Stephen J. Birchard DVM, MS, Diplomate ACVS

Friday, September 27, 2013

Case Outcome: Patriot the pitbull with acute vomiting

Based on Patriot's acute onset of vomiting and diarrhea, a palpable hard abdominal mass, and the mixed density opaque object on radiographs (Fig. 1-2), exploratory laparotomy was recommended to the owner.

Fig. 1: Lateral abdominal radiograph with opaque density (arrow)
Fig. 2: Ventrodorsal radiograph with opaque density. (arrow)

A ventral midline abdominal approach was performed. All structures were normal except for the ileo-ceco-colic area of the intestine. (Fig. 3-4)
Fig. 3: Ileo-ceco-colic area of intestine. The cecum was impacted with
firm material that was obstructing the ileum. (arrow)
The firm foreign body in the cecum and was manually massaged, fragmented, and moved into the colon. (Fig. 4) No incision in the cecum was necessary.
Fig. 4: Ileo-ceco-colic area after manually moving the foreign material into the colon.
Arrow indicates the now empty cecum.

Patriot made an uneventful recovery from surgery. He began eating and defecating normally several hours after surgery and was discharged 1 day postoperatively. One week after surgery the owner reported that he was doing well with no vomiting or diarrhea.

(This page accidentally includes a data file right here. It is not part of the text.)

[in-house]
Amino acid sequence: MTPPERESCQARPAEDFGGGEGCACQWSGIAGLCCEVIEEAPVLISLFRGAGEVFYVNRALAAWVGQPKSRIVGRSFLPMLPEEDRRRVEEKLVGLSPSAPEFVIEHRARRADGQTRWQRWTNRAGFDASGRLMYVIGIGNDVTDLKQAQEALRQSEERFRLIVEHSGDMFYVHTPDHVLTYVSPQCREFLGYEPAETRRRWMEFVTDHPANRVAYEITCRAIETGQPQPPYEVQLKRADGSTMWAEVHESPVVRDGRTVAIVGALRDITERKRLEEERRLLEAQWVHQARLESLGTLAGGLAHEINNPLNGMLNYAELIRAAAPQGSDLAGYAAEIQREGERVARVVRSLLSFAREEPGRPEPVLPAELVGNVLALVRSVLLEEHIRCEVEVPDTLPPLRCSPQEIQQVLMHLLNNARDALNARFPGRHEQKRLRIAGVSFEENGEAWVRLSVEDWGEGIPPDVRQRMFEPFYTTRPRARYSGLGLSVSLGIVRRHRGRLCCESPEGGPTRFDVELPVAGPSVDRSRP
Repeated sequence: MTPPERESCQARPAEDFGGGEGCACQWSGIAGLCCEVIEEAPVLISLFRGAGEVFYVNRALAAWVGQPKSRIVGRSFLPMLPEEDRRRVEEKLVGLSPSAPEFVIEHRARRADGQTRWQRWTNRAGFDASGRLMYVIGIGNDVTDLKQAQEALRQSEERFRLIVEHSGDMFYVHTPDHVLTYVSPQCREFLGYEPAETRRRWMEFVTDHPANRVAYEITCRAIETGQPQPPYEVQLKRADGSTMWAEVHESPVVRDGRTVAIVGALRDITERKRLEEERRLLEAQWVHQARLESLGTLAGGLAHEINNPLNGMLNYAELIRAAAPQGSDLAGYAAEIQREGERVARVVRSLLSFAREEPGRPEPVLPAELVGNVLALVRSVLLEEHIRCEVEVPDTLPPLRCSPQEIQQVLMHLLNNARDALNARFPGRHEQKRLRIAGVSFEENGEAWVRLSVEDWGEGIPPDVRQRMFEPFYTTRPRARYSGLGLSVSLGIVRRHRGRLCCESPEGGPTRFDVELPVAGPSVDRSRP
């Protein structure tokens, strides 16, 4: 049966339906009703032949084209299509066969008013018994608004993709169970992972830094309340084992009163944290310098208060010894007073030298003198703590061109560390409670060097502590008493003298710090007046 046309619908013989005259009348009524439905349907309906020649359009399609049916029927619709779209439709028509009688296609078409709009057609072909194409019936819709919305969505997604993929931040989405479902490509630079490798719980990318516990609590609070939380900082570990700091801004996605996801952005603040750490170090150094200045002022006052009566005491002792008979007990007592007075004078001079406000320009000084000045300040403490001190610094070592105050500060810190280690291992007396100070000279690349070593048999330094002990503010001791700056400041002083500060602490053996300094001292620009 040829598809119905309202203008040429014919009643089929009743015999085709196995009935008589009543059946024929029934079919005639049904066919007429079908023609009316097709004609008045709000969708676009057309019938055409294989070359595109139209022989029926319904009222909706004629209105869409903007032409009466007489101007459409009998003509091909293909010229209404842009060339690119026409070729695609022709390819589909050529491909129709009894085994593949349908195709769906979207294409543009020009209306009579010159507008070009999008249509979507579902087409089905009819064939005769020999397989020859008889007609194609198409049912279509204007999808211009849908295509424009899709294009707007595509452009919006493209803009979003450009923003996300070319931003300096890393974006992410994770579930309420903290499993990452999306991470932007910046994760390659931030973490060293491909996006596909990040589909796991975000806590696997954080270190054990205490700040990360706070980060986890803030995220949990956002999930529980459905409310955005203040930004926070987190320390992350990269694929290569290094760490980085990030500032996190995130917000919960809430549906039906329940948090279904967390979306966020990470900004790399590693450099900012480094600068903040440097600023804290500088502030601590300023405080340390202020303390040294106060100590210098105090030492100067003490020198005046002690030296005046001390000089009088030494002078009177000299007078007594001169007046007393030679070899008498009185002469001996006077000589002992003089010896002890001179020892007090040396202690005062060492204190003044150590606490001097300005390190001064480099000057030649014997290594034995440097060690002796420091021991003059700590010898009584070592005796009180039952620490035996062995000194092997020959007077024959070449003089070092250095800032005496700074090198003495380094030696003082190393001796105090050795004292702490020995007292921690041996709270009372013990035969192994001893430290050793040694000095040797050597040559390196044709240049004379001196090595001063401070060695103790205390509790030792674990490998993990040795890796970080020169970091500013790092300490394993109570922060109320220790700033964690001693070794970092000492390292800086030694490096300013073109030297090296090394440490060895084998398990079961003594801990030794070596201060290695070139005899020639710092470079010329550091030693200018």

An interesting feature of this case was the severity of the vomiting even with a low (or distal) intestinal obstruction. The position of the foreign body on radiographs (cranial right abdomen) was consistent with a ileo-ceco-colic obstruction. The lack of intestinal dilation probably indicated a partial obstruction.  Ultrasonography or pneumocolon radiography would have been helpful to definitively localize the lesion.

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